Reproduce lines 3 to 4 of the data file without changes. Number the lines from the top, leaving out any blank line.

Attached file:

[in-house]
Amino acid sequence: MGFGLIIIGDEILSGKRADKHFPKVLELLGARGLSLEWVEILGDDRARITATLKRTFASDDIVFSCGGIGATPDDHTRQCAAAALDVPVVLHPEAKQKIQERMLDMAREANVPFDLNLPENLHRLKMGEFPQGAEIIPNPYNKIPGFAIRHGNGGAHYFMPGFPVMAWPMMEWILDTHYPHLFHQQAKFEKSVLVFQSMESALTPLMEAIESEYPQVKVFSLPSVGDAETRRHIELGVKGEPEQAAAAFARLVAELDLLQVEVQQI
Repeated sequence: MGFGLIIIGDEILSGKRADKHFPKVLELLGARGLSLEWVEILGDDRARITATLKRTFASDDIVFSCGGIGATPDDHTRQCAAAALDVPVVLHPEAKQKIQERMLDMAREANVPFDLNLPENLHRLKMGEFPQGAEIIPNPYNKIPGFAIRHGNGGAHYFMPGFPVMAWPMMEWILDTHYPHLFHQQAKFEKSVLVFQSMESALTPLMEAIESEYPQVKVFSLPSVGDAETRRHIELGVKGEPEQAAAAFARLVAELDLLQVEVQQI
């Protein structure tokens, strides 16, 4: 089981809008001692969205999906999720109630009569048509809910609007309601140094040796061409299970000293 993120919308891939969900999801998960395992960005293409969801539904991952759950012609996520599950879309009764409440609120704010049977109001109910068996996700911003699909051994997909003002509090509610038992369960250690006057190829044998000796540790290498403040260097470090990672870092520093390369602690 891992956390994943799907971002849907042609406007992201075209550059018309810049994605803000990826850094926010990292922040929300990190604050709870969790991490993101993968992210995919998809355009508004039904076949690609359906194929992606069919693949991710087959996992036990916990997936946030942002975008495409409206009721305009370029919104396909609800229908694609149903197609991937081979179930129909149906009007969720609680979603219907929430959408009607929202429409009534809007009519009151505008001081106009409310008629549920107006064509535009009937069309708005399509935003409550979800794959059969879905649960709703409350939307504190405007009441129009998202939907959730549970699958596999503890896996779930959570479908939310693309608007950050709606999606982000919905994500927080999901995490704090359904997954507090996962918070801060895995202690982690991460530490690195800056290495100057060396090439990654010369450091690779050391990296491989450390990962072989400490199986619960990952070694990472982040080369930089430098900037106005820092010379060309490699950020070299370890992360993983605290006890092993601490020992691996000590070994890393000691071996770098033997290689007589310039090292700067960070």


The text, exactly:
Repeated sequence: MGFGLIIIGDEILSGKRADKHFPKVLELLGARGLSLEWVEILGDDRARITATLKRTFASDDIVFSCGGIGATPDDHTRQCAAAALDVPVVLHPEAKQKIQERMLDMAREANVPFDLNLPENLHRLKMGEFPQGAEIIPNPYNKIPGFAIRHGNGGAHYFMPGFPVMAWPMMEWILDTHYPHLFHQQAKFEKSVLVFQSMESALTPLMEAIESEYPQVKVFSLPSVGDAETRRHIELGVKGEPEQAAAAFARLVAELDLLQVEVQQI
């Protein structure tokens, strides 16, 4: 089981809008001692969205999906999720109630009569048509809910609007309601140094040796061409299970000293 993120919308891939969900999801998960395992960005293409969801539904991952759950012609996520599950879309009764409440609120704010049977109001109910068996996700911003699909051994997909003002509090509610038992369960250690006057190829044998000796540790290498403040260097470090990672870092520093390369602690 891992956390994943799907971002849907042609406007992201075209550059018309810049994605803000990826850094926010990292922040929300990190604050709870969790991490993101993968992210995919998809355009508004039904076949690609359906194929992606069919693949991710087959996992036990916990997936946030942002975008495409409206009721305009370029919104396909609800229908694609149903197609991937081979179930129909149906009007969720609680979603219907929430959408009607929202429409009534809007009519009151505008001081106009409310008629549920107006064509535009009937069309708005399509935003409550979800794959059969879905649960709703409350939307504190405007009441129009998202939907959730549970699958596999503890896996779930959570479908939310693309608007950050709606999606982000919905994500927080999901995490704090359904997954507090996962918070801060895995202690982690991460530490690195800056290495100057060396090439990654010369450091690779050391990296491989450390990962072989400490199986619960990952070694990472982040080369930089430098900037106005820092010379060309490699950020070299370890992360993983605290006890092993601490020992691996000590070994890393000691071996770098033997290689007589310039090292700067960070």